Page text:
Adversarial random graph neural network for anomaly detection


Tüzen A., Yaslan Y.

Digital Signal Processing: A Review Journal, vol.146, 2024 (SCI-Expanded) identifier

  • Publication Type: Article / Article
  • Volume: 146
  • Publication Date: 2024
  • Doi Number: 10.1016/j.dsp.2023.104374
  • Journal Name: Digital Signal Processing: A Review Journal
  • Journal Indexes: Science Citation Index Expanded (SCI-EXPANDED), Scopus, Academic Search Premier, Aerospace Database, Applied Science & Technology Source, Communication Abstracts, Compendex, Computer & Applied Sciences, INSPEC
  • Keywords: Adversarial autoencoder, Anomalous node detection, Graph autoencoder, Graph neural network, Random neighborhood
  • Istanbul Technical University Affiliated: Yes

Abstract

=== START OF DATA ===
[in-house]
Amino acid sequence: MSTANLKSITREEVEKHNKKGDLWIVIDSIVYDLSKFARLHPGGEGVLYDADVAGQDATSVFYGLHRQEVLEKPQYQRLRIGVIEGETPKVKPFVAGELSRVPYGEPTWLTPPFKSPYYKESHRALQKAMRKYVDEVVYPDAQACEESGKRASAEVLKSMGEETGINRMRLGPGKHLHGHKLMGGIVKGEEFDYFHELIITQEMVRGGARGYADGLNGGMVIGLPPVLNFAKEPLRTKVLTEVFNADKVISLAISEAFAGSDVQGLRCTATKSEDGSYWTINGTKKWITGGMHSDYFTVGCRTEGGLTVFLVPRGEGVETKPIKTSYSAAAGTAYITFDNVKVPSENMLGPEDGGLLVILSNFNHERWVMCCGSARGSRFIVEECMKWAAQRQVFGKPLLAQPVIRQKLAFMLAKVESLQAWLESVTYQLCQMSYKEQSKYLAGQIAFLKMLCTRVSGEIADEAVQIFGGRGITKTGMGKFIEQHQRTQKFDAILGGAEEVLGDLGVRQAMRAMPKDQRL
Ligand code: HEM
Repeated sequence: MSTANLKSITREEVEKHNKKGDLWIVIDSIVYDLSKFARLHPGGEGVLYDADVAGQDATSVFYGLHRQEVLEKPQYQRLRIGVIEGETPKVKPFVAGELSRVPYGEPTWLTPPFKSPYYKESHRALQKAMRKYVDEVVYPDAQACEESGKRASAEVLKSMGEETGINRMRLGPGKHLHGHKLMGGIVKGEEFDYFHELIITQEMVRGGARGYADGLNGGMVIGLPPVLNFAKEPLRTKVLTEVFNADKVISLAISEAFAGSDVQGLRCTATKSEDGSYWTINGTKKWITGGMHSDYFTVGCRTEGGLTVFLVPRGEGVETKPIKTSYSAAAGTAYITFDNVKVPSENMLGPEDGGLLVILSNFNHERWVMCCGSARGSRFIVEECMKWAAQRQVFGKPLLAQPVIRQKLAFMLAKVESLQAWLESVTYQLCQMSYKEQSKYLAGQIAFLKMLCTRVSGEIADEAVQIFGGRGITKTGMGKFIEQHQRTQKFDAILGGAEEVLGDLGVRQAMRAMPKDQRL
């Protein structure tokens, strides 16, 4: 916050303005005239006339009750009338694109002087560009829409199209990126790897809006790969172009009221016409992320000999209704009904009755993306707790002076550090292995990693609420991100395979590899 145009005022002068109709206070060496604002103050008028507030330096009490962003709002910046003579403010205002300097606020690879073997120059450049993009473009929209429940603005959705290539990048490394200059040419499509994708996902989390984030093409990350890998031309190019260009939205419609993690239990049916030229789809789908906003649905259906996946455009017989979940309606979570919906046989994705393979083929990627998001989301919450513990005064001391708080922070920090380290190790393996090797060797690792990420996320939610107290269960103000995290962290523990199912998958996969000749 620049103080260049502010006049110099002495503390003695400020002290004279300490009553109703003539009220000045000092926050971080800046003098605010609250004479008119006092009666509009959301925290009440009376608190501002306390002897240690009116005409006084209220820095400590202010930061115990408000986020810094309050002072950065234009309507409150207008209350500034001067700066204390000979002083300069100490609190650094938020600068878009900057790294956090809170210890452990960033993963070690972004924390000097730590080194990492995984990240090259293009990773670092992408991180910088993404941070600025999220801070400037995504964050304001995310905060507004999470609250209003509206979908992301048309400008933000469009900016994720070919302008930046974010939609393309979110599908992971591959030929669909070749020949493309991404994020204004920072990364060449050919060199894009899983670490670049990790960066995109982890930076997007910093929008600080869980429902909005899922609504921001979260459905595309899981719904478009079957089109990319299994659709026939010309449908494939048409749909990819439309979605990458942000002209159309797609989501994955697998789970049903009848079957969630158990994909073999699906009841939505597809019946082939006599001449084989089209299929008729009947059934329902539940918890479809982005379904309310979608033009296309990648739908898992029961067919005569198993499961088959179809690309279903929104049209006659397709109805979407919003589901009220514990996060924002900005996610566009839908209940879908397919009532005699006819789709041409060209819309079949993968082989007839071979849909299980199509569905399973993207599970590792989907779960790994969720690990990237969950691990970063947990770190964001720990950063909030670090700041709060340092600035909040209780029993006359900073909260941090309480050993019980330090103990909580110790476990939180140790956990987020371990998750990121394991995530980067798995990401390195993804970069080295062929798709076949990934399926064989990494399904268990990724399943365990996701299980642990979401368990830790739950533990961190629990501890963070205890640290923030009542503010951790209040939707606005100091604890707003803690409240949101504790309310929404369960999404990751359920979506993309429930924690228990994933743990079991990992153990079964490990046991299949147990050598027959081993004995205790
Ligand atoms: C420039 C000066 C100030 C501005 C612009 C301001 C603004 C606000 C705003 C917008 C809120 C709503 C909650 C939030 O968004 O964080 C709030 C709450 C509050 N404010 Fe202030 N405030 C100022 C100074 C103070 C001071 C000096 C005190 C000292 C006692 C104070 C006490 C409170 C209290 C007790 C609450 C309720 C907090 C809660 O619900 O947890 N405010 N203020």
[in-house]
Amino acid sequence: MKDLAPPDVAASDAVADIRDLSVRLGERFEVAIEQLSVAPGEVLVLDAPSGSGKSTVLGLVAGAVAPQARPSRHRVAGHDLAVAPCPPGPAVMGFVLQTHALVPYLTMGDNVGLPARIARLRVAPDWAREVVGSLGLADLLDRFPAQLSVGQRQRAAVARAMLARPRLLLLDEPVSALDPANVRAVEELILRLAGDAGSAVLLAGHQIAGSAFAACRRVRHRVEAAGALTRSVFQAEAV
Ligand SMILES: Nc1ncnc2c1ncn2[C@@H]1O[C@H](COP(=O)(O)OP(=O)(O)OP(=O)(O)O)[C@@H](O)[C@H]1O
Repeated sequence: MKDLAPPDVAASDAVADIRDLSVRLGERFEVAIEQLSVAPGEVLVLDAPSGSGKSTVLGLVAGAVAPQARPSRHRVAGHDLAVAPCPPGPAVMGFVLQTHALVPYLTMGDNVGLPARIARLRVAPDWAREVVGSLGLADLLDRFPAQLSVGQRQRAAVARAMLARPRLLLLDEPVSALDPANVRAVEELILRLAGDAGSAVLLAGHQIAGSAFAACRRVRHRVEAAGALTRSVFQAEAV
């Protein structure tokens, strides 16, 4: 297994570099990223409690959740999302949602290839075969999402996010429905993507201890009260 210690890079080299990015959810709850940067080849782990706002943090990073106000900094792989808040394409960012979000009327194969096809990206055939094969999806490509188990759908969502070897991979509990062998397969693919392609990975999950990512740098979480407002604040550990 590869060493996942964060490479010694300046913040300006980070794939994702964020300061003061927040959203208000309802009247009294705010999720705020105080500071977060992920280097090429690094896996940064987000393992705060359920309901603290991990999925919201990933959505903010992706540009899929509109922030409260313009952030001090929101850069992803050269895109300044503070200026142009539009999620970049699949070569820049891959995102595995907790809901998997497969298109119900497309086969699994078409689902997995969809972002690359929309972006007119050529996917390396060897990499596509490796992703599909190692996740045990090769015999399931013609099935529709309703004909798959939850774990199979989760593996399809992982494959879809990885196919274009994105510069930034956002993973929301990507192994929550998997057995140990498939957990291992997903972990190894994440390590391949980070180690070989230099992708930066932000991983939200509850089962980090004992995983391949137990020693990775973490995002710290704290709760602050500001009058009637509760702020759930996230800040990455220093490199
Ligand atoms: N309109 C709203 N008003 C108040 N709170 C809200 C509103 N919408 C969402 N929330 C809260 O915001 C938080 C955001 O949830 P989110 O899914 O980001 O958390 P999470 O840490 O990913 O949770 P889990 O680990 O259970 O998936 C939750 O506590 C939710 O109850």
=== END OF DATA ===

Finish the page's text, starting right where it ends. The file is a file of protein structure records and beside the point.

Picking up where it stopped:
Anomaly detection is distinguishing unusual objects from normal patterns. It is a complex task due to unpredictable nature of anomalies, which can appear in many forms or they can be hidden by mimicking normal behaviors in a graph structure. Such diversity makes this Deep learning approaches can solve these problems by extracting complex patterns from networks. However, addressing different forms of anomalous instances is essential for successfully implementing these approaches, as different anomaly types require further analysis. Additionally, it is challenging to interpret anomalies beforehand without focusing on every aspect of anomalies. Our objective is to propose an architecture capable of handling all types of anomalous entities by tackling challenges across various domains. In this paper, we introduce ARNAD, a novel framework that integrates three deep models to identify anomalies in graphs: graph neural network, autoencoder, and adversarial autoencoder. ARNAD approaches graph anomaly detection by utilizing the features of the deep parts, and four key elements stand out: (1) the autoencoder learns the overall graph structure and identifies highly deviated ones, (2) the graph neural network exploits graph structure to detect anomalies among the communities, (3) a fixed-size randomized neighborhood that prevents overfitting while reducing complexity (4) the adversarial autoencoder improves the robustness of the framework and discriminates anomalies. To detect anomalies, four receptive components assign risk scores to objects in the attributed network. We evaluated the framework with three synthetic datasets that simulate different behaviors of anomalies and six widely used real attributed networks. Our experimental results show that ARNAD performs competitively with other state-of-the-art models in detecting anomalous entities while minimizing false positives, demonstrating ARNAD's effectiveness in detecting graph anomalies.